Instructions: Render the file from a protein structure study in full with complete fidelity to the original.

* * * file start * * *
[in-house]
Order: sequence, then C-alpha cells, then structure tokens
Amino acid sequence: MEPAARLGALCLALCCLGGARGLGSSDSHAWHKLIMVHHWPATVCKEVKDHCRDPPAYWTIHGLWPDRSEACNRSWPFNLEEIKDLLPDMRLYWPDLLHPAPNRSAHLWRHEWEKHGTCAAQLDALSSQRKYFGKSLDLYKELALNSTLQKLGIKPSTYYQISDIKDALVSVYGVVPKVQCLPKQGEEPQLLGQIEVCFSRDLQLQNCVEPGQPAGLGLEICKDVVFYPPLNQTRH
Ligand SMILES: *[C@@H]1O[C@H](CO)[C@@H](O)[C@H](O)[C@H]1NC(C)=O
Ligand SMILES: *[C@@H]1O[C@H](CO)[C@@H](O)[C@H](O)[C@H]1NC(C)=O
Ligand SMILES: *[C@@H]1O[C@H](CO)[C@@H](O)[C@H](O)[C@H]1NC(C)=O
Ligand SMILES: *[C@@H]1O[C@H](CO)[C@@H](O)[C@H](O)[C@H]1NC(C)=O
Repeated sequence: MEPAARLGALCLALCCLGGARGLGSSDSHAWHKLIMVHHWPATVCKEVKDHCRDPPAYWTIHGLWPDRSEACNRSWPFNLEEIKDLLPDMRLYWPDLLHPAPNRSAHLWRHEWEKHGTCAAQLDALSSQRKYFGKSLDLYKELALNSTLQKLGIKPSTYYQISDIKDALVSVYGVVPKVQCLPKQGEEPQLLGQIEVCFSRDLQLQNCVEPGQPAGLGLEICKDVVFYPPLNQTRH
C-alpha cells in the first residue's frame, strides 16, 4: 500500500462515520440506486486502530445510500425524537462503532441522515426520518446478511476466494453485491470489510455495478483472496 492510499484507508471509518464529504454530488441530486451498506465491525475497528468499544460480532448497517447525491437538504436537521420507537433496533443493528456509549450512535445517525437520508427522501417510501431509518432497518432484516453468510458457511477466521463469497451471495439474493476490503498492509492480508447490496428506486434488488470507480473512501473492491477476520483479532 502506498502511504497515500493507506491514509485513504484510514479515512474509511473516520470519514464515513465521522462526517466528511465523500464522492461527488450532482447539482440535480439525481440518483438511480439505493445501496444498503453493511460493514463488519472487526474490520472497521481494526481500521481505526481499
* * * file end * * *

[in-house]
Order: sequence, then C-alpha cells, then structure tokens
Amino acid sequence: MEPAARLGALCLALCCLGGARGLGSSDSHAWHKLIMVHHWPATVCKEVKDHCRDPPAYWTIHGLWPDRSEACNRSWPFNLEEIKDLLPDMRLYWPDLLHPAPNRSAHLWRHEWEKHGTCAAQLDALSSQRKYFGKSLDLYKELALNSTLQKLGIKPSTYYQISDIKDALVSVYGVVPKVQCLPKQGEEPQLLGQIEVCFSRDLQLQNCVEPGQPAGLGLEICKDVVFYPPLNQTRH
Ligand SMILES: *[C@@H]1O[C@H](CO)[C@@H](O)[C@H](O)[C@H]1NC(C)=O
Ligand SMILES: *[C@@H]1O[C@H](CO)[C@@H](O)[C@H](O)[C@H]1NC(C)=O
Ligand SMILES: *[C@@H]1O[C@H](CO)[C@@H](O)[C@H](O)[C@H]1NC(C)=O
Ligand SMILES: *[C@@H]1O[C@H](CO)[C@@H](O)[C@H](O)[C@H]1NC(C)=O
Repeated sequence: MEPAARLGALCLALCCLGGARGLGSSDSHAWHKLIMVHHWPATVCKEVKDHCRDPPAYWTIHGLWPDRSEACNRSWPFNLEEIKDLLPDMRLYWPDLLHPAPNRSAHLWRHEWEKHGTCAAQLDALSSQRKYFGKSLDLYKELALNSTLQKLGIKPSTYYQISDIKDALVSVYGVVPKVQCLPKQGEEPQLLGQIEVCFSRDLQLQNCVEPGQPAGLGLEICKDVVFYPPLNQTRH
C-alpha cells in the first residue's frame, strides 16, 4: 500500500462515520440506486486502530445510500425524537462503532441522515426520518446478511476466494453485491470489510455495478483472496 492510499484507508471509518464529504454530488441530486451498506465491525475497528468499544460480532448497517447525491437538504436537521420507537433496533443493528456509549450512535445517525437520508427522501417510501431509518432497518432484516453468510458457511477466521463469497451471495439474493476490503498492509492480508447490496428506486434488488470507480473512501473492491477476520483479532 502506498502511504497515500493507506491514509485513504484510514479515512474509511473516520470519514464515513465521522462526517466528511465523500464522492461527488450532482447539482440535480439525481440518483438511480439505493445501496444498503453493511460493514463488519472487526474490520472497521481494526481500521481505526481499